Top 5 in Real Estate Network® Members are dedicated to providing you with the most up-to-date, helpful real estate information. This monthly newsletter, "Real Estate Matters," offers articles on a range of topics that will inform you in your real estate pursuits.

The Do's and Don'ts of Finding a Contractor

If you're looking to make a large home renovation, the first line of duty is finding a quality contractor. When remodeling your home, it's important to feel comfortable and confident with the contractor you choose, so it's ultra important to select a competent and reliable professional with a track record who can complete the job without hassles or negative consequences.

Here are a few do's and don'ts to help:

Do: Get word-of-mouth referrals. Ask friends, family, co-workers and neighbors for the names of established, local contractors in your area.

Don't: Simply turn to the internet or telephone book. Especially on the internet, the first professionals who turn up in your search have likely paid to be there - it doesn't mean they are high quality. Ask around, get references, and listen to your gut.

Do: Conduct interviews. Talk with each contractor, request free estimates, and ask for recent references. When dealing with several different contractors, make sure they’re bidding on similar project specifications and quality of work.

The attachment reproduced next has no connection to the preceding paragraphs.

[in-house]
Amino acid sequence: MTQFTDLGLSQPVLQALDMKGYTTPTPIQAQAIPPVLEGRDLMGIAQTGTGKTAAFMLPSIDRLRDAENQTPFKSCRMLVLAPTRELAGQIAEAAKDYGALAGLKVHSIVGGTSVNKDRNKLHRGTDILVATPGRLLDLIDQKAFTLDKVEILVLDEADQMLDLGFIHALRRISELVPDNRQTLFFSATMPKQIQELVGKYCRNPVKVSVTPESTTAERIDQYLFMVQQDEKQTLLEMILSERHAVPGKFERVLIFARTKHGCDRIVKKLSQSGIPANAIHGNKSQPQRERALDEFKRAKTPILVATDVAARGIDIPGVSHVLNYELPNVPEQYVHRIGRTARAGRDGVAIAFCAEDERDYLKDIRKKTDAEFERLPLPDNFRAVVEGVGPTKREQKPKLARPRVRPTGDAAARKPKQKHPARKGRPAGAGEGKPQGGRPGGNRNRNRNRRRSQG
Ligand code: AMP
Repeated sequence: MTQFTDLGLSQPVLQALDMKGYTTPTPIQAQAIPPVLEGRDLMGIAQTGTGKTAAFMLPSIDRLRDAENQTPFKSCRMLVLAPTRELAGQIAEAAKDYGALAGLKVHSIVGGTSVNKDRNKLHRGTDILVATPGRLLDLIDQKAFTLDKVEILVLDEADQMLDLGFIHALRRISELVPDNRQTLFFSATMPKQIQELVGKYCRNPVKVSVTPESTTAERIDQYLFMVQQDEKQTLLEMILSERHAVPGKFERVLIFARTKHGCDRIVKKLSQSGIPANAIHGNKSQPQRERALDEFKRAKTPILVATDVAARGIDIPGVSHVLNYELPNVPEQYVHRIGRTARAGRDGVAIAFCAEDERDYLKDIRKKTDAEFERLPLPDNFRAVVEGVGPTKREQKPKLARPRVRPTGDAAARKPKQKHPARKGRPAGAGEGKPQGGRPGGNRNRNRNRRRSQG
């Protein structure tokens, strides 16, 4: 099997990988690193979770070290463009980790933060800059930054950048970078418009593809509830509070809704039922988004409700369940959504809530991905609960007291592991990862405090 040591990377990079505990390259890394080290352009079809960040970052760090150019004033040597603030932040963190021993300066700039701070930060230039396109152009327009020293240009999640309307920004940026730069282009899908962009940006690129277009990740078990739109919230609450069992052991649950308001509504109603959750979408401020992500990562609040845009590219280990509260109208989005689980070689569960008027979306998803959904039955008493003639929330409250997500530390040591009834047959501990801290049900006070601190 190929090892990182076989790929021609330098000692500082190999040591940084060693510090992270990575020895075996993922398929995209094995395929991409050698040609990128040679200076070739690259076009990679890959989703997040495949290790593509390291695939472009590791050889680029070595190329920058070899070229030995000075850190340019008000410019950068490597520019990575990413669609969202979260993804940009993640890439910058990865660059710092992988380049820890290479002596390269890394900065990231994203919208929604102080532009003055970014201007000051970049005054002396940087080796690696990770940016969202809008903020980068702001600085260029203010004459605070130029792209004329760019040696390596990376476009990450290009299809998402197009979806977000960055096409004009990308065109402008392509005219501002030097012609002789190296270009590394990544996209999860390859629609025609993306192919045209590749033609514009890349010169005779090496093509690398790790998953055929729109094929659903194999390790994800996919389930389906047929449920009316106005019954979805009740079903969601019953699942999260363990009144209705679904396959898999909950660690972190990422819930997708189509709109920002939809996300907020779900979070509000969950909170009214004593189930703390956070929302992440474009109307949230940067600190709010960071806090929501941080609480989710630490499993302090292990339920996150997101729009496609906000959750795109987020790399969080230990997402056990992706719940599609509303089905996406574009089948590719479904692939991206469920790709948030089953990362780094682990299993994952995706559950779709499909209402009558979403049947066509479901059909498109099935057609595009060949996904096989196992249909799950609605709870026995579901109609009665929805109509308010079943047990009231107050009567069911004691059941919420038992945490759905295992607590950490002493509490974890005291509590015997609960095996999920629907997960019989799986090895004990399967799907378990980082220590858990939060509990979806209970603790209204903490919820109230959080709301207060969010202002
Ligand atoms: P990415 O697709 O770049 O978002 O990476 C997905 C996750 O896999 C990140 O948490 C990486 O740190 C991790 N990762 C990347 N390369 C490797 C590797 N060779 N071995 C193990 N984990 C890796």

Don't: Go with the first contractor you speak with. Even if you really like them, call around to compare prices, speak with other professionals, and do your due diligence.

Do: Call trade groups. When all else fails, contact local trade organizations, such as the local builder association or the Remodelers Council, an arm of the National Association of Homebuilders, for the names of reputable members in your area.

Don't: Go with the lowest bid. You get what you pay for, and the lowest bid isn’t always the best. Make sure you understand why the bid is so low - sometimes they aren't including something another contractor is, or perhaps they choose lower quality materials.

Do: Associate with licensed contractors. Many states require contractors to be licensed and bonded. Contact your state or local licensing board to ensure the contractor meets all requirements and has a decent record. The Better Business Bureau and the local Consumer Affairs Office can also tell you if any complaints have been filed against the contractor and how they were resolved.

Do: Check insurance information. Most states require a contractor to have workers’ compensation, property damage, and personal liability insurance. Ask for proof of this insurance and get the name of the insurance company to verify the information and to ensure that all minimum insurance requirements are met. You could be held liable for any work-related injury if the contractor is not covered.

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